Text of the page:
In 1882 Wang Tai sold the building to the government for the sum of 200,000 Francs, and in subsequent years the Directorate of Customs and Excise relocated there, along with the Commercial Port Telegraphic Office. In 1885, one commentator noted that “the Maison Wang-Tai, an immense construction built by a rich Chinese, now belongs to the Customs and Excise Administration, which has established its offices there.”
However, it seems that the Maison Wang-Tai was not big enough for the Directorate of Customs and Excise, for by 1887, at an additional cost of 100,000 Francs, it had been rebuilt to a design by Alfred Foulhoux as the Hôtel des douanes (Customs Department), the building which still stands today.
The decoration of this new building reflected its main source of income and perhaps also paid tribute to its origins as the former home of the government’s chief drug supplier: writer, journalist and Indochina specialist Jules Boissière (1863-1897) pointed out that the badges between the windows included opium poppies, by the 1880s one of the most important revenue streams for the Cochinchina government.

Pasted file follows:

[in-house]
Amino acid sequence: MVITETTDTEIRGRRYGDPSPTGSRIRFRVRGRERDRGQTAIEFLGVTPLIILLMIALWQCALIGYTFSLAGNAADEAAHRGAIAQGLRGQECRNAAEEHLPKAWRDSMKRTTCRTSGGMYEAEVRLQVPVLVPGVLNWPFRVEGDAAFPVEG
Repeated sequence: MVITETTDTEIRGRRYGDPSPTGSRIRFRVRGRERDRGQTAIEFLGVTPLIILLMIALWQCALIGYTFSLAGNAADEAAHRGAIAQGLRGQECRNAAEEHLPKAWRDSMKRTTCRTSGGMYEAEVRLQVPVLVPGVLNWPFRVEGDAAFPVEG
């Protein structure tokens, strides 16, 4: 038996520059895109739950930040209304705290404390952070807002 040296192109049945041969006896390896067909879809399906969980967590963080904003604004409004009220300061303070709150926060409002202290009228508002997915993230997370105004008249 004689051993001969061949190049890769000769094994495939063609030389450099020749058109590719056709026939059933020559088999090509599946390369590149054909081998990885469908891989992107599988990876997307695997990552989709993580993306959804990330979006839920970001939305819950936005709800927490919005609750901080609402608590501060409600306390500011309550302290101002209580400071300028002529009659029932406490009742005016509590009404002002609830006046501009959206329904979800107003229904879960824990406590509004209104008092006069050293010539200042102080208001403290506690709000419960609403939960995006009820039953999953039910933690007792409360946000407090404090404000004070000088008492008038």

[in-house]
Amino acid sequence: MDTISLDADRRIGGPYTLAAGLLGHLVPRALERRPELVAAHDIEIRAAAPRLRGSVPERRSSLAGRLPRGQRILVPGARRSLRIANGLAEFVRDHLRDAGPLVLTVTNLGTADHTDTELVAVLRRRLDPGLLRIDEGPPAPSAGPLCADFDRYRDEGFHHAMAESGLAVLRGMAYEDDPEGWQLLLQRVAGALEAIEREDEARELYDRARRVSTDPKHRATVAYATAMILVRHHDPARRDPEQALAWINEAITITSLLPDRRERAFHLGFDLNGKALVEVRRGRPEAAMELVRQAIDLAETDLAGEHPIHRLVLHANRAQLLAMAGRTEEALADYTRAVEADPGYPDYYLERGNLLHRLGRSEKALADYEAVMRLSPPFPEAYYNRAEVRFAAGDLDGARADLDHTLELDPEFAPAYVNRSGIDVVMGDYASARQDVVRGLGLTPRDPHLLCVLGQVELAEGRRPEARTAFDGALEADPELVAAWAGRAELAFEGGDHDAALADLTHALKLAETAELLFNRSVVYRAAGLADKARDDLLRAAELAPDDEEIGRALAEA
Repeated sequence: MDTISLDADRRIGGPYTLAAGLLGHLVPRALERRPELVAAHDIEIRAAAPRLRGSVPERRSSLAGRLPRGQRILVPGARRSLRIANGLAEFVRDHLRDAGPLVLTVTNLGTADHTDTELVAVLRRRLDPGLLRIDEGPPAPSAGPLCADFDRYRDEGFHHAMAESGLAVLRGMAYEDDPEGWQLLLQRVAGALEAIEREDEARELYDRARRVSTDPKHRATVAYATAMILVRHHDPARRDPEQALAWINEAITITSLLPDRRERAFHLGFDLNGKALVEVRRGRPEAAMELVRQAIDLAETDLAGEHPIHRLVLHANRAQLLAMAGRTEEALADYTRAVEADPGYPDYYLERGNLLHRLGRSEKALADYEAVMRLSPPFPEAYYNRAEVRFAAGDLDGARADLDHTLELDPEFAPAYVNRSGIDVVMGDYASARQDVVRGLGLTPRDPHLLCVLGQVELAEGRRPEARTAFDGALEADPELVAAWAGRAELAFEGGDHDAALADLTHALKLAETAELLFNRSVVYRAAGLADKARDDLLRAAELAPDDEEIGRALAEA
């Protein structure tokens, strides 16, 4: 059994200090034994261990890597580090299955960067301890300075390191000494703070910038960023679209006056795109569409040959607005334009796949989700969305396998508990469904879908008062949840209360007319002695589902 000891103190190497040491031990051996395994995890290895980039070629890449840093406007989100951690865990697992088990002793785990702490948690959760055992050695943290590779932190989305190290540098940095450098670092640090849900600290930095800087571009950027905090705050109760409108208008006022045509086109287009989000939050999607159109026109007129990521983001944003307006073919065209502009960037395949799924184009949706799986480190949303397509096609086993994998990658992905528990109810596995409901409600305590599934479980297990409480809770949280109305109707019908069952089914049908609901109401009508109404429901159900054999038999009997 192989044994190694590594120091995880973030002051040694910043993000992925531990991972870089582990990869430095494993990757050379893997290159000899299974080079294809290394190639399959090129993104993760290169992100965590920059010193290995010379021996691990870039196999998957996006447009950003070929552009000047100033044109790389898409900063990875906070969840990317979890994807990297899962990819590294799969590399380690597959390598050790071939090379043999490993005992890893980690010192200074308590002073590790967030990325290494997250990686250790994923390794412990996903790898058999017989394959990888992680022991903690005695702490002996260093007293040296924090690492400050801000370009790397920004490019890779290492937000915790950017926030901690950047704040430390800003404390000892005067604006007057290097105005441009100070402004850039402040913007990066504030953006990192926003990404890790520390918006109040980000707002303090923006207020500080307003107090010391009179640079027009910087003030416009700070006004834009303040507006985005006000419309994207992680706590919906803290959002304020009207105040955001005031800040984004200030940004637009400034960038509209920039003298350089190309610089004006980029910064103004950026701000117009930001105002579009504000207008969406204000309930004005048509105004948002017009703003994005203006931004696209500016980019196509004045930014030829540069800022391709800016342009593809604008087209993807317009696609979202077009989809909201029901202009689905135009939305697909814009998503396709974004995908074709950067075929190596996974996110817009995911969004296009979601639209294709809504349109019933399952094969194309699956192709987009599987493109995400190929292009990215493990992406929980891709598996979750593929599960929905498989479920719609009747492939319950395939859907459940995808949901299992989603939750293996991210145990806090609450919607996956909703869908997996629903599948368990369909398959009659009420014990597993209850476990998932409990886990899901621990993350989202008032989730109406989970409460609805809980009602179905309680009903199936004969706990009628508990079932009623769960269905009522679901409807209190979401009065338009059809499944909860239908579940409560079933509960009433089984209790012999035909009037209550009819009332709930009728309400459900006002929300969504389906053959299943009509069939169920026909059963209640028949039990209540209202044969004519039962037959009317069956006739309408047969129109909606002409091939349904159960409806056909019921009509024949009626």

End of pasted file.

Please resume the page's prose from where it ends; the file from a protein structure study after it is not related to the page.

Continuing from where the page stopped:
Wang Tai’s later years
In November 1888, the Tablettes coloniales: organe des possessions françaises described a grand celebration held that month “to celebrate the 61st anniversary of the birth and the 30th year of residence in Saigon of a Chinese merchant named Wang-Tai.” Organised by “the son of Wang-Tai and family, his countrymen and his friends” and featuring “illuminations, fireworks and theatrical performances,” it was attended by “French and Europeans from Saigon, Cholon and the interior… indeed, the entire European colony responded to this gracious call.” It went on: “Wang-Tai is one of the most esteemed Chinese notables of Saigon; he has given not only his countrymen, but also the French administration and settlers, great service. It is apt that we have recompensed him by participating in this peaceful celebration of which he has been the object.”
The Saïgon Républicain newspaper of 10 November 1888 gave a more detailed account of this event, entitled “An anniversary:”
“The sons of Monsieur Wangtai – Wangtai Suon, mandarin; Wangtai Foo, trader in Cambodia; Wangtai Suu, trader in Saigon; Wangtai Pio and Wangtai Xuong, students in China; Wangtai Khai (Cambodia); and his other sons, Wangtai Sing and Wangtai Thang, celebrated with dignity the 61st anniversary and the 30th year in Cochinchina of their father, a trader in Saigon, having invited all of the colony to participate last Saturday in a soirée organised to that effect.